- Memory usage (and use of other computer resources). In particular, some sorting algorithms are "in place". Strictly, an in place sort needs only O(1) memory beyond the items being sorted; sometimes O(log(
*n*)) additional memory is considered "in place". - Recursion. Some algorithms are either recursive or non-recursive, while others may be both (e.g., merge sort).
- Stability: stable sorting algorithms maintain the relative order of records with equal keys (i.e., values).
- Whether or not they are a comparison sort. A comparison sort examines the data only by comparing two elements with a comparison operator.
- General method: insertion, exchange, selection, merging,
*etc.*Exchange sorts include bubble sort and quicksort. Selection sorts include shaker sort and heapsort. Also whether the algorithm is serial or parallel. The remainder of this discussion almost exclusively concentrates upon serial algorithms and assumes serial operation. - Adaptability: Whether or not the presortedness of the input affects the running time. Algorithms that take this into account are known to be adaptive.

See complete list of sorting algorithms and their Big-O complexity

Big-O cheatsheet

**Hashing**

A hash function is any function that can be used to map digital data of arbitrary size to digital data of fixed size, with slight differences in input data producing very big differences in output data. The values returned by a hash function are called hash values, hash codes, hash sums, or simply hashes. One practical use is a data structure called a hash table, widely used in computer software for rapid data lookup. Hash functions accelerate table or database lookup by detecting duplicated records in a large file. An example is finding similar stretches in DNA sequences. They are also useful in cryptography. A cryptographic hash function allows one to easily verify that some input data matches a stored hash value, but makes it hard to reconstruct the data from the hash alone. This principle is used by the PGP algorithm for data validation and by many password checking systems.

**Linear programming**

Linear programming is a technique for the optimization of a linear objective function, subject to linear equality and linear inequality constraints. Its feasible region is a convex polytope, which is a set defined as the intersection of finitely many half spaces, each of which is defined by a linear inequality. Its objective function is a real-valued affine function defined on this polyhedron. A linear programming algorithm finds a point in the polyhedron where this function has the smallest (or largest) value if such a point exists.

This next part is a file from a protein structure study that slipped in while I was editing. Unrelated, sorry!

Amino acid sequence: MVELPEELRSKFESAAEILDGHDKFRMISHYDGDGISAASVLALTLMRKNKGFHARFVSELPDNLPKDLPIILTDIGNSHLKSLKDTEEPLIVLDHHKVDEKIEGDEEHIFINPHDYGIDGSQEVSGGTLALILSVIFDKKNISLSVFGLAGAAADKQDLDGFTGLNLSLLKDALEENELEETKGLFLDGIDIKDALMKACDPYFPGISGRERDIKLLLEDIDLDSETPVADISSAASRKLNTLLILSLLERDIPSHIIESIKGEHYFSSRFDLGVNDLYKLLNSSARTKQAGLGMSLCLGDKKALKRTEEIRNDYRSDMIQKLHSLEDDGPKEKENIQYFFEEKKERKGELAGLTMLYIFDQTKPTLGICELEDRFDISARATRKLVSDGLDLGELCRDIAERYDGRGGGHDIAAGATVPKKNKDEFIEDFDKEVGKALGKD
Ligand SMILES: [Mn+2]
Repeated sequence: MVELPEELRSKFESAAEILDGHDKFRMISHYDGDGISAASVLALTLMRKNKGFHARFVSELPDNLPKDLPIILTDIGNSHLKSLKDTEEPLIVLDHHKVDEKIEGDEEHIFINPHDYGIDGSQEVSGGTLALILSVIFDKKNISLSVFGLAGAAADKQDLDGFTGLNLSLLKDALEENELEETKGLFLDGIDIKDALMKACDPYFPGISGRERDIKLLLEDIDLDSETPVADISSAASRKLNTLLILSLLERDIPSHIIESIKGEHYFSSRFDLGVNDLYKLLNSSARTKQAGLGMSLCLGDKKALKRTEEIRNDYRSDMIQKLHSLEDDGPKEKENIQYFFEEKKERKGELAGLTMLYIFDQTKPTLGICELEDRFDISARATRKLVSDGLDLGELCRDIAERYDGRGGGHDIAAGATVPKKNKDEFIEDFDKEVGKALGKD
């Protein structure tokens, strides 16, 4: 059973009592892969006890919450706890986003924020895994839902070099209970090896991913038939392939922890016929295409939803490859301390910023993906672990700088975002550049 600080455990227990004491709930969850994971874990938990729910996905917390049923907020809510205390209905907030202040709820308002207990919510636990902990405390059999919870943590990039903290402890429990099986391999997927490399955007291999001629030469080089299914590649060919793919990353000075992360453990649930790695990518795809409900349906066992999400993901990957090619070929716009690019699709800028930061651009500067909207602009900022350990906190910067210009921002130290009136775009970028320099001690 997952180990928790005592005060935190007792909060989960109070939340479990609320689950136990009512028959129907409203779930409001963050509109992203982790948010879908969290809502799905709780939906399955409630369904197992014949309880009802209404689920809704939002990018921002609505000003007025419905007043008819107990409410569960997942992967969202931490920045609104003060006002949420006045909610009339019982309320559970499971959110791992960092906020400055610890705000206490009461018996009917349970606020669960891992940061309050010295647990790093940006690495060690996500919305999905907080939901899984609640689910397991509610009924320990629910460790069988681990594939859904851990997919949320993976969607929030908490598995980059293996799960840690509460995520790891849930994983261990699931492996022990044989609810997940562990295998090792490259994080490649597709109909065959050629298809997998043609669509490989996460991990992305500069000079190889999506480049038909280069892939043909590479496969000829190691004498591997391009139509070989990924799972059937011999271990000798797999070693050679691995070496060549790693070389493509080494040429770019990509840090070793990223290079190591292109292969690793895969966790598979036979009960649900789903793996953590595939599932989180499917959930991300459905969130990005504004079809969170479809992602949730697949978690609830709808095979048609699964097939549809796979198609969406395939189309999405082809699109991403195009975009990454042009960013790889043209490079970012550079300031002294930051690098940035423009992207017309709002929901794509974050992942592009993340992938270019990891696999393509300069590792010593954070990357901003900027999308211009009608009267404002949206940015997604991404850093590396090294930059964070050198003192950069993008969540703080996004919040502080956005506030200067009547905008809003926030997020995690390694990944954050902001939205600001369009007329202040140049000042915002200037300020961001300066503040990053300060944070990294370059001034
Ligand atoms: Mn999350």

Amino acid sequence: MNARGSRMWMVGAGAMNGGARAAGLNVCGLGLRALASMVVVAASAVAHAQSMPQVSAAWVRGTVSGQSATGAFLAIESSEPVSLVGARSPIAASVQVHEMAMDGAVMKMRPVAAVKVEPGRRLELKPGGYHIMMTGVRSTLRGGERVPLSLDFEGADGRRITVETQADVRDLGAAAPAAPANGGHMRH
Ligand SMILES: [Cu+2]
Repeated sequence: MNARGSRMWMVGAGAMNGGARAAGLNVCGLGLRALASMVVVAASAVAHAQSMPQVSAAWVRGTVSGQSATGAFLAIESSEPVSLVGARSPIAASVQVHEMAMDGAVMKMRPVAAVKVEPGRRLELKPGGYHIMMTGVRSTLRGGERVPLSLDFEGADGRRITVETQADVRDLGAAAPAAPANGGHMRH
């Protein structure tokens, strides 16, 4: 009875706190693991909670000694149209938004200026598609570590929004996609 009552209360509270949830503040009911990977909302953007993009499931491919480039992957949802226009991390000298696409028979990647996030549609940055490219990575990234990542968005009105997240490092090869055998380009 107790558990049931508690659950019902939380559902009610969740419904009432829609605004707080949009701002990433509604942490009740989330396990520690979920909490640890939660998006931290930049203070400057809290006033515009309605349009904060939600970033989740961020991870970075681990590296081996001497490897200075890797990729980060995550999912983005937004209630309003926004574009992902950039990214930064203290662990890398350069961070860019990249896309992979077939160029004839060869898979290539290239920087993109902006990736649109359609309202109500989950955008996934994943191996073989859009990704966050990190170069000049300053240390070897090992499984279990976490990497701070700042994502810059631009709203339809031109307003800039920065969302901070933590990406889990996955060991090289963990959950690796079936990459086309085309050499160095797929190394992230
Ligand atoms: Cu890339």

In a linear programming problem, a series of linear constraints produces a convex feasible region of possible values for those variables. In the two-variable case this region is in the shape of a convex simple polygon.

**Reductions**

In computability theory and computational complexity theory, a

**reduction**is an algorithm for transforming one problem into another problem. A reduction from one problem to another may be used to show that the second problem is at least as difficult as the first. The mathematical structure generated on a set of problems by the reductions of a particular type generally forms a preorder, whose equivalence classes may be used to definedegrees of unsolvability and complexity classes.

Intuitively, problem A is reducible to problem B if an algorithm for solving problem B efficiently (if it existed) could also be used as a subroutine to solve problem A efficiently. When this is true, solving A cannot be harder than solving B. We write A ≤m B, usually with a subscript on the ≤ to indicate the type of reduction being used (m : mapping reduction, p : polynomial reduction).